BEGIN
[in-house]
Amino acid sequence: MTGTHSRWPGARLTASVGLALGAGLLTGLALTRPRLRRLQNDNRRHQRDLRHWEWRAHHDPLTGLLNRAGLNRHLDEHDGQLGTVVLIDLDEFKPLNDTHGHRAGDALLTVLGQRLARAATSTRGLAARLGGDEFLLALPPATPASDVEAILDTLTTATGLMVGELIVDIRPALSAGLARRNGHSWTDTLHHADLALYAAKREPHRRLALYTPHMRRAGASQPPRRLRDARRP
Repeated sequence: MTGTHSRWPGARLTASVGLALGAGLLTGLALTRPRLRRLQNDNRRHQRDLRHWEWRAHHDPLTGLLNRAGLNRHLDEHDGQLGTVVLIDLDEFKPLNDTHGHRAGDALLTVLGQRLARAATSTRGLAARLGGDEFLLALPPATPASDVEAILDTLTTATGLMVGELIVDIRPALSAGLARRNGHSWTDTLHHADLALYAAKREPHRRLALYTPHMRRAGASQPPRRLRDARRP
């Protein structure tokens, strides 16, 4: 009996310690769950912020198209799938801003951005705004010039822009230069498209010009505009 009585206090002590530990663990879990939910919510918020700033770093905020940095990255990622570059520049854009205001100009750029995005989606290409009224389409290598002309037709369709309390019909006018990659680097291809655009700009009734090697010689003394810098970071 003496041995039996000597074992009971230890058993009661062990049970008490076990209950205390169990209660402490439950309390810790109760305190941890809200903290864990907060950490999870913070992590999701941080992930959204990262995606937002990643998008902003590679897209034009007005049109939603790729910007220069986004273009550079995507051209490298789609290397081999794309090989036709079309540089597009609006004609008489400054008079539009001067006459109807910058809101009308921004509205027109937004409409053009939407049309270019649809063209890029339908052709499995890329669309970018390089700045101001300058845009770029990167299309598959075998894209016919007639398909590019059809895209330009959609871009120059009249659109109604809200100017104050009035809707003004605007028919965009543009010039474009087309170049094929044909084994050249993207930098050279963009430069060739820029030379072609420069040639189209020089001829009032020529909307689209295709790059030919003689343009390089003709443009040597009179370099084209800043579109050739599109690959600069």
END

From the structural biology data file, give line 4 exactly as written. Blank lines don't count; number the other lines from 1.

């Protein structure tokens, strides 16, 4: 009996310690769950912020198209799938801003951005705004010039822009230069498209010009505009 009585206090002590530990663990879990939910919510918020700033770093905020940095990255990622570059520049854009205001100009750029995005989606290409009224389409290598002309037709369709309390019909006018990659680097291809655009700009009734090697010689003394810098970071 003496041995039996000597074992009971230890058993009661062990049970008490076990209950205390169990209660402490439950309390810790109760305190941890809200903290864990907060950490999870913070992590999701941080992930959204990262995606937002990643998008902003590679897209034009007005049109939603790729910007220069986004273009550079995507051209490298789609290397081999794309090989036709079309540089597009609006004609008489400054008079539009001067006459109807910058809101009308921004509205027109937004409409053009939407049309270019649809063209890029339908052709499995890329669309970018390089700045101001300058845009770029990167299309598959075998894209016919007639398909590019059809895209330009959609871009120059009249659109109604809200100017104050009035809707003004605007028919965009543009010039474009087309170049094929044909084994050249993207930098050279963009430069060739820029030379072609420069040639189209020089001829009032020529909307689209295709790059030919003689343009390089003709443009040597009179370099084209800043579109050739599109690959600069």